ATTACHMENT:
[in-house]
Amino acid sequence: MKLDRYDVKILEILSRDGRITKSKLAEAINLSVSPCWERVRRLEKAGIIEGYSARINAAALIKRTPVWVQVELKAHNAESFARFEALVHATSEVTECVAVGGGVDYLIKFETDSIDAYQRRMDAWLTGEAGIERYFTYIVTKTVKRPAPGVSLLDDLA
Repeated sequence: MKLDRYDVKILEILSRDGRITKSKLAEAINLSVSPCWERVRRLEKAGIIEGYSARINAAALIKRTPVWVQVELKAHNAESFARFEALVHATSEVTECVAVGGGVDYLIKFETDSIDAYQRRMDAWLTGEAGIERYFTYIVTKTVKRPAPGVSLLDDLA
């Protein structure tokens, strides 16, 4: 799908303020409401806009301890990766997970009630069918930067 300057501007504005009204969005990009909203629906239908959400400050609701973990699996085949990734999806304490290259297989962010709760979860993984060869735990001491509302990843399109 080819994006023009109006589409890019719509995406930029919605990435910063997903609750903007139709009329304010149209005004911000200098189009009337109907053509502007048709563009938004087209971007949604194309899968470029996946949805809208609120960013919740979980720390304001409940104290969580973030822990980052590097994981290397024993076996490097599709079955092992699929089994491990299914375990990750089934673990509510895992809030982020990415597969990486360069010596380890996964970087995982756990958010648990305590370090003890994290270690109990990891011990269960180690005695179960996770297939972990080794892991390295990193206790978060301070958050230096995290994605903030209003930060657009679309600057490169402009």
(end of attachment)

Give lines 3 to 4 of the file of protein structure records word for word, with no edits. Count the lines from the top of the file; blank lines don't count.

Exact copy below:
Repeated sequence: MKLDRYDVKILEILSRDGRITKSKLAEAINLSVSPCWERVRRLEKAGIIEGYSARINAAALIKRTPVWVQVELKAHNAESFARFEALVHATSEVTECVAVGGGVDYLIKFETDSIDAYQRRMDAWLTGEAGIERYFTYIVTKTVKRPAPGVSLLDDLA
């Protein structure tokens, strides 16, 4: 799908303020409401806009301890990766997970009630069918930067 300057501007504005009204969005990009909203629906239908959400400050609701973990699996085949990734999806304490290259297989962010709760979860993984060869735990001491509302990843399109 080819994006023009109006589409890019719509995406930029919605990435910063997903609750903007139709009329304010149209005004911000200098189009009337109907053509502007048709563009938004087209971007949604194309899968470029996946949805809208609120960013919740979980720390304001409940104290969580973030822990980052590097994981290397024993076996490097599709079955092992699929089994491990299914375990990750089934673990509510895992809030982020990415597969990486360069010596380890996964970087995982756990958010648990305590370090003890994290270690109990990891011990269960180690005695179960996770297939972990080794892991390295990193206790978060301070958050230096995290994605903030209003930060657009679309600057490169402009």